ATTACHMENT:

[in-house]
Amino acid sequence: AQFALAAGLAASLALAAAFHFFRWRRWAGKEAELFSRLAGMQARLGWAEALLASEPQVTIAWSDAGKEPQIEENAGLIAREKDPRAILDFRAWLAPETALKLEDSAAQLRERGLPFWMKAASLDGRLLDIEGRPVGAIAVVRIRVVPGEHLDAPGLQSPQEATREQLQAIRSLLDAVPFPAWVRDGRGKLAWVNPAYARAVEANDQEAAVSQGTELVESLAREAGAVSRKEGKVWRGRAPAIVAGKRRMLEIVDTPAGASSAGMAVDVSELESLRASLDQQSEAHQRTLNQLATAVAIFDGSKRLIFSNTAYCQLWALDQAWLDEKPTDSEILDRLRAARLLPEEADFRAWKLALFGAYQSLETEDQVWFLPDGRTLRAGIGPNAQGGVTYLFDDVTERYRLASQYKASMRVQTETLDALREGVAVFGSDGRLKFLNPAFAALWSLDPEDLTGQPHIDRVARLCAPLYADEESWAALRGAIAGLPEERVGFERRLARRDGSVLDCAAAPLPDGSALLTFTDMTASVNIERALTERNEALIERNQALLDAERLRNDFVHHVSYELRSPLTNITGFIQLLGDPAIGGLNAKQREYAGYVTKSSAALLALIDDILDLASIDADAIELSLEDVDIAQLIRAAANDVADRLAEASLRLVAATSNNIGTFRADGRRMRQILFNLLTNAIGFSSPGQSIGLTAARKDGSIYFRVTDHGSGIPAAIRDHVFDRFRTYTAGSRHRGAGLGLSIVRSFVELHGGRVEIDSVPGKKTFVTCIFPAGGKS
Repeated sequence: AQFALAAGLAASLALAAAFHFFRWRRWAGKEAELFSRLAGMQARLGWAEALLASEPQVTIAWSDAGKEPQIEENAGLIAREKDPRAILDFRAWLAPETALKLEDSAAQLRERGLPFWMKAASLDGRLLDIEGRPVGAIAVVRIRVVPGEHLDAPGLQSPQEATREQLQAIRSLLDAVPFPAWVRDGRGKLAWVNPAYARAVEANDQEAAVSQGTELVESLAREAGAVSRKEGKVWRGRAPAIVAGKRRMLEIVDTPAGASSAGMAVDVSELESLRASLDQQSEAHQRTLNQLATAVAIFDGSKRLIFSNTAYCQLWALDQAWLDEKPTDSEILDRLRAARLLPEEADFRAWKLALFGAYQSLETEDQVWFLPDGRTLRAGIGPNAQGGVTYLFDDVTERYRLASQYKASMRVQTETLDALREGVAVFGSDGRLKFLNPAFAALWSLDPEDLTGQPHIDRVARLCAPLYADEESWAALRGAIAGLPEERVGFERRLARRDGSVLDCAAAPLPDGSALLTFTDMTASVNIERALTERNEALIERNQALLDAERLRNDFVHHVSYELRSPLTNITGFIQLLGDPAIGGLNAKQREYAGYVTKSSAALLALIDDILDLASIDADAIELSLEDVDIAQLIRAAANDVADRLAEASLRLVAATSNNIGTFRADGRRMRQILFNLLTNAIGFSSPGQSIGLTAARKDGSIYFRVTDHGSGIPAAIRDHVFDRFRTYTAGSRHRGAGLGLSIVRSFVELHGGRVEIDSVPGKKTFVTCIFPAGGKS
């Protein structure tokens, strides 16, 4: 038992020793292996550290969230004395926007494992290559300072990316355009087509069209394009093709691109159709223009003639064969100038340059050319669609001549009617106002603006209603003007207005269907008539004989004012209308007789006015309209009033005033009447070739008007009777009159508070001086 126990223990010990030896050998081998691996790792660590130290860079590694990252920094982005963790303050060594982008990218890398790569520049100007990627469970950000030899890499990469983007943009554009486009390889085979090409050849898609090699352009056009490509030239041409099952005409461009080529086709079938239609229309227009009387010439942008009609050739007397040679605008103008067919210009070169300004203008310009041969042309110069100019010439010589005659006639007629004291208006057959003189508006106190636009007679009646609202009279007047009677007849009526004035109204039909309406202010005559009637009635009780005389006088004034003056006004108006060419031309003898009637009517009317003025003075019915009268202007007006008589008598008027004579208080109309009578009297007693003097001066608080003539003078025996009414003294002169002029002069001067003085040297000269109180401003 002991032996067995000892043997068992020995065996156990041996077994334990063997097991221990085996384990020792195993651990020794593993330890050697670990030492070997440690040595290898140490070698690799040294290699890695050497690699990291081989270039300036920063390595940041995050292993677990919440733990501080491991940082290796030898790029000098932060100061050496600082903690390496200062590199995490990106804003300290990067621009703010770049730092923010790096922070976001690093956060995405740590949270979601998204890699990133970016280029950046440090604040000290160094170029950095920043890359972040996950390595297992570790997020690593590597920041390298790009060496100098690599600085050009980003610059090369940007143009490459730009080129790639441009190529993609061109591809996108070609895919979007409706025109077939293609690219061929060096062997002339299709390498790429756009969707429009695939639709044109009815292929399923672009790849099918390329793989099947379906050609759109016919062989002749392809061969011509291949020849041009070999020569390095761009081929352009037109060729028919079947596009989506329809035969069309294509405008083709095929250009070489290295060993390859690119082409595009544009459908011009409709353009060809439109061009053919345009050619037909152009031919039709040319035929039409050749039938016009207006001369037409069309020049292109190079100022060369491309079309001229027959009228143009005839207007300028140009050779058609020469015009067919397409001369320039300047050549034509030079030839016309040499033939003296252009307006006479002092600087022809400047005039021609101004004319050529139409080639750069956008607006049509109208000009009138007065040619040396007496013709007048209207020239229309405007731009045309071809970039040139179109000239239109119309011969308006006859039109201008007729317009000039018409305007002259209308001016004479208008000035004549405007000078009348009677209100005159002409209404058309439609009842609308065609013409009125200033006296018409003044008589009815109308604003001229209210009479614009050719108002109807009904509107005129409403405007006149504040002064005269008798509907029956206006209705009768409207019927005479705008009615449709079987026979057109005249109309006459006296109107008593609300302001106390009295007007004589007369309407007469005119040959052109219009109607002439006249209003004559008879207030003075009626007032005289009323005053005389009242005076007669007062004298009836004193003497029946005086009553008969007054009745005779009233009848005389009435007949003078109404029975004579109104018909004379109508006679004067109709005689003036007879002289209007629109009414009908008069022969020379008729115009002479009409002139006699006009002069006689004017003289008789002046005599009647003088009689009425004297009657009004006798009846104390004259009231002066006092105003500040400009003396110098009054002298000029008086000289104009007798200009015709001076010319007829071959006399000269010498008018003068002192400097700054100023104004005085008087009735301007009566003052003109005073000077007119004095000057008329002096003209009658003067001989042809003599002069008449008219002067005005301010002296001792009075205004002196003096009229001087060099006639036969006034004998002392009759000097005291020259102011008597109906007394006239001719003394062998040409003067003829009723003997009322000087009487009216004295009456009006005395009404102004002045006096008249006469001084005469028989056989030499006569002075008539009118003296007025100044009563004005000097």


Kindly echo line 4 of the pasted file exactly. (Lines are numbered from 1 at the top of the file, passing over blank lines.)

């Protein structure tokens, strides 16, 4: 038992020793292996550290969230004395926007494992290559300072990316355009087509069209394009093709691109159709223009003639064969100038340059050319669609001549009617106002603006209603003007207005269907008539004989004012209308007789006015309209009033005033009447070739008007009777009159508070001086 126990223990010990030896050998081998691996790792660590130290860079590694990252920094982005963790303050060594982008990218890398790569520049100007990627469970950000030899890499990469983007943009554009486009390889085979090409050849898609090699352009056009490509030239041409099952005409461009080529086709079938239609229309227009009387010439942008009609050739007397040679605008103008067919210009070169300004203008310009041969042309110069100019010439010589005659006639007629004291208006057959003189508006106190636009007679009646609202009279007047009677007849009526004035109204039909309406202010005559009637009635009780005389006088004034003056006004108006060419031309003898009637009517009317003025003075019915009268202007007006008589008598008027004579208080109309009578009297007693003097001066608080003539003078025996009414003294002169002029002069001067003085040297000269109180401003 002991032996067995000892043997068992020995065996156990041996077994334990063997097991221990085996384990020792195993651990020794593993330890050697670990030492070997440690040595290898140490070698690799040294290699890695050497690699990291081989270039300036920063390595940041995050292993677990919440733990501080491991940082290796030898790029000098932060100061050496600082903690390496200062590199995490990106804003300290990067621009703010770049730092923010790096922070976001690093956060995405740590949270979601998204890699990133970016280029950046440090604040000290160094170029950095920043890359972040996950390595297992570790997020690593590597920041390298790009060496100098690599600085050009980003610059090369940007143009490459730009080129790639441009190529993609061109591809996108070609895919979007409706025109077939293609690219061929060096062997002339299709390498790429756009969707429009695939639709044109009815292929399923672009790849099918390329793989099947379906050609759109016919062989002749392809061969011509291949020849041009070999020569390095761009081929352009037109060729028919079947596009989506329809035969069309294509405008083709095929250009070489290295060993390859690119082409595009544009459908011009409709353009060809439109061009053919345009050619037909152009031919039709040319035929039409050749039938016009207006001369037409069309020049292109190079100022060369491309079309001229027959009228143009005839207007300028140009050779058609020469015009067919397409001369320039300047050549034509030079030839016309040499033939003296252009307006006479002092600087022809400047005039021609101004004319050529139409080639750069956008607006049509109208000009009138007065040619040396007496013709007048209207020239229309405007731009045309071809970039040139179109000239239109119309011969308006006859039109201008007729317009000039018409305007002259209308001016004479208008000035004549405007000078009348009677209100005159002409209404058309439609009842609308065609013409009125200033006296018409003044008589009815109308604003001229209210009479614009050719108002109807009904509107005129409403405007006149504040002064005269008798509907029956206006209705009768409207019927005479705008009615449709079987026979057109005249109309006459006296109107008593609300302001106390009295007007004589007369309407007469005119040959052109219009109607002439006249209003004559008879207030003075009626007032005289009323005053005389009242005076007669007062004298009836004193003497029946005086009553008969007054009745005779009233009848005389009435007949003078109404029975004579109104018909004379109508006679004067109709005689003036007879002289209007629109009414009908008069022969020379008729115009002479009409002139006699006009002069006689004017003289008789002046005599009647003088009689009425004297009657009004006798009846104390004259009231002066006092105003500040400009003396110098009054002298000029008086000289104009007798200009015709001076010319007829071959006399000269010498008018003068002192400097700054100023104004005085008087009735301007009566003052003109005073000077007119004095000057008329002096003209009658003067001989042809003599002069008449008219002067005005301010002296001792009075205004002196003096009229001087060099006639036969006034004998002392009759000097005291020259102011008597109906007394006239001719003394062998040409003067003829009723003997009322000087009487009216004295009456009006005395009404102004002045006096008249006469001084005469028989056989030499006569002075008539009118003296007025100044009563004005000097």